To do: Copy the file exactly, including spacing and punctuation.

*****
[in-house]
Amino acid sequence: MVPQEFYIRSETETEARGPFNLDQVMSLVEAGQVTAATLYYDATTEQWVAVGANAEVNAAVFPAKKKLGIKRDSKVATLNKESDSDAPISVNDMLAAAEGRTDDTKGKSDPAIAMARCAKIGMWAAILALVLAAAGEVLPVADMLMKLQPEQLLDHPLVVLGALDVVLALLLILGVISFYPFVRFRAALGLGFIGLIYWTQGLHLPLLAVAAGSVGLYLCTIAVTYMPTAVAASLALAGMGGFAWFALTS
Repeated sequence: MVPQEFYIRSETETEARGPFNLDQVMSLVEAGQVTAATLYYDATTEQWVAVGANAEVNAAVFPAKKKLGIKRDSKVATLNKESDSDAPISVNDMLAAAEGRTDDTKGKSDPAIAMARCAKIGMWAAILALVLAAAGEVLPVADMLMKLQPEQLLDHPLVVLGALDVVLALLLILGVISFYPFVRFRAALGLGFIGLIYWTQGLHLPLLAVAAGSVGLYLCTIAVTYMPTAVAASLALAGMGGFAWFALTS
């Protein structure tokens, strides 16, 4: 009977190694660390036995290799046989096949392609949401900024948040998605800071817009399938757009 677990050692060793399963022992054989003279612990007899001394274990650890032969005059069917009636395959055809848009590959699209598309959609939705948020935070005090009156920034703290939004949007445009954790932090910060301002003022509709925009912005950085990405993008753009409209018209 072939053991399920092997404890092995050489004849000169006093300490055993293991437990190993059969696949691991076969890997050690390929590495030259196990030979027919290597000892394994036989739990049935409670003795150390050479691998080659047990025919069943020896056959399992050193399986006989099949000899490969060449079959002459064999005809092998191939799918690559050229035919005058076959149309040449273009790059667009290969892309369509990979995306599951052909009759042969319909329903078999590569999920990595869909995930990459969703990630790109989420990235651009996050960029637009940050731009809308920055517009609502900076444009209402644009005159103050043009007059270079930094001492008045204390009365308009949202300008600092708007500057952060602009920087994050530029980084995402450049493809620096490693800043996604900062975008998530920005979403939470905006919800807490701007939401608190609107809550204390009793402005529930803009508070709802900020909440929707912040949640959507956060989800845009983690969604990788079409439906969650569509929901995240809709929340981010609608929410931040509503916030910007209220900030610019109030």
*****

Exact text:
[in-house]
Amino acid sequence: MVPQEFYIRSETETEARGPFNLDQVMSLVEAGQVTAATLYYDATTEQWVAVGANAEVNAAVFPAKKKLGIKRDSKVATLNKESDSDAPISVNDMLAAAEGRTDDTKGKSDPAIAMARCAKIGMWAAILALVLAAAGEVLPVADMLMKLQPEQLLDHPLVVLGALDVVLALLLILGVISFYPFVRFRAALGLGFIGLIYWTQGLHLPLLAVAAGSVGLYLCTIAVTYMPTAVAASLALAGMGGFAWFALTS
Repeated sequence: MVPQEFYIRSETETEARGPFNLDQVMSLVEAGQVTAATLYYDATTEQWVAVGANAEVNAAVFPAKKKLGIKRDSKVATLNKESDSDAPISVNDMLAAAEGRTDDTKGKSDPAIAMARCAKIGMWAAILALVLAAAGEVLPVADMLMKLQPEQLLDHPLVVLGALDVVLALLLILGVISFYPFVRFRAALGLGFIGLIYWTQGLHLPLLAVAAGSVGLYLCTIAVTYMPTAVAASLALAGMGGFAWFALTS
């Protein structure tokens, strides 16, 4: 009977190694660390036995290799046989096949392609949401900024948040998605800071817009399938757009 677990050692060793399963022992054989003279612990007899001394274990650890032969005059069917009636395959055809848009590959699209598309959609939705948020935070005090009156920034703290939004949007445009954790932090910060301002003022509709925009912005950085990405993008753009409209018209 072939053991399920092997404890092995050489004849000169006093300490055993293991437990190993059969696949691991076969890997050690390929590495030259196990030979027919290597000892394994036989739990049935409670003795150390050479691998080659047990025919069943020896056959399992050193399986006989099949000899490969060449079959002459064999005809092998191939799918690559050229035919005058076959149309040449273009790059667009290969892309369509990979995306599951052909009759042969319909329903078999590569999920990595869909995930990459969703990630790109989420990235651009996050960029637009940050731009809308920055517009609502900076444009209402644009005159103050043009007059270079930094001492008045204390009365308009949202300008600092708007500057952060602009920087994050530029980084995402450049493809620096490693800043996604900062975008998530920005979403939470905006919800807490701007939401608190609107809550204390009793402005529930803009508070709802900020909440929707912040949640959507956060989800845009983690969604990788079409439906969650569509929901995240809709929340981010609608929410931040509503916030910007209220900030610019109030």